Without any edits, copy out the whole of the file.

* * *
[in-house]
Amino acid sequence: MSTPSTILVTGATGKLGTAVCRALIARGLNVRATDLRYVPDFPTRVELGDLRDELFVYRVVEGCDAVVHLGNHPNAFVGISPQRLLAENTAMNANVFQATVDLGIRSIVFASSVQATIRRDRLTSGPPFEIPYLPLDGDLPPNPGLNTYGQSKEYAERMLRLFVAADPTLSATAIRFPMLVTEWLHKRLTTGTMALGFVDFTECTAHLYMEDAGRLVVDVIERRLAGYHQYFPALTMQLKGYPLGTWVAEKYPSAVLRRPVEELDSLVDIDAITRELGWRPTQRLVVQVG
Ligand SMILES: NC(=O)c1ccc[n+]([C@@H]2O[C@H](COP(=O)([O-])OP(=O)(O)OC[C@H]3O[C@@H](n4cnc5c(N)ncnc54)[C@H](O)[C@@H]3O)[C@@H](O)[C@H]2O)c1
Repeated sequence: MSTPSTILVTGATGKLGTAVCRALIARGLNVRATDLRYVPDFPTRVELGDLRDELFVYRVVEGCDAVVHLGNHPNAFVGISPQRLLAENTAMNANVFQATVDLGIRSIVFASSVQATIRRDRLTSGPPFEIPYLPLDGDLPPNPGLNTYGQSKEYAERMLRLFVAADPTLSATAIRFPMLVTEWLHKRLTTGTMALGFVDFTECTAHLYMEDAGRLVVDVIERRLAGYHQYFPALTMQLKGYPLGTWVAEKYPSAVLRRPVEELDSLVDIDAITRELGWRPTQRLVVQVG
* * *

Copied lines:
[in-house]
Amino acid sequence: MSTPSTILVTGATGKLGTAVCRALIARGLNVRATDLRYVPDFPTRVELGDLRDELFVYRVVEGCDAVVHLGNHPNAFVGISPQRLLAENTAMNANVFQATVDLGIRSIVFASSVQATIRRDRLTSGPPFEIPYLPLDGDLPPNPGLNTYGQSKEYAERMLRLFVAADPTLSATAIRFPMLVTEWLHKRLTTGTMALGFVDFTECTAHLYMEDAGRLVVDVIERRLAGYHQYFPALTMQLKGYPLGTWVAEKYPSAVLRRPVEELDSLVDIDAITRELGWRPTQRLVVQVG
Ligand SMILES: NC(=O)c1ccc[n+]([C@@H]2O[C@H](COP(=O)([O-])OP(=O)(O)OC[C@H]3O[C@@H](n4cnc5c(N)ncnc54)[C@H](O)[C@@H]3O)[C@@H](O)[C@H]2O)c1
Repeated sequence: MSTPSTILVTGATGKLGTAVCRALIARGLNVRATDLRYVPDFPTRVELGDLRDELFVYRVVEGCDAVVHLGNHPNAFVGISPQRLLAENTAMNANVFQATVDLGIRSIVFASSVQATIRRDRLTSGPPFEIPYLPLDGDLPPNPGLNTYGQSKEYAERMLRLFVAADPTLSATAIRFPMLVTEWLHKRLTTGTMALGFVDFTECTAHLYMEDAGRLVVDVIERRLAGYHQYFPALTMQLKGYPLGTWVAEKYPSAVLRRPVEELDSLVDIDAITRELGWRPTQRLVVQVG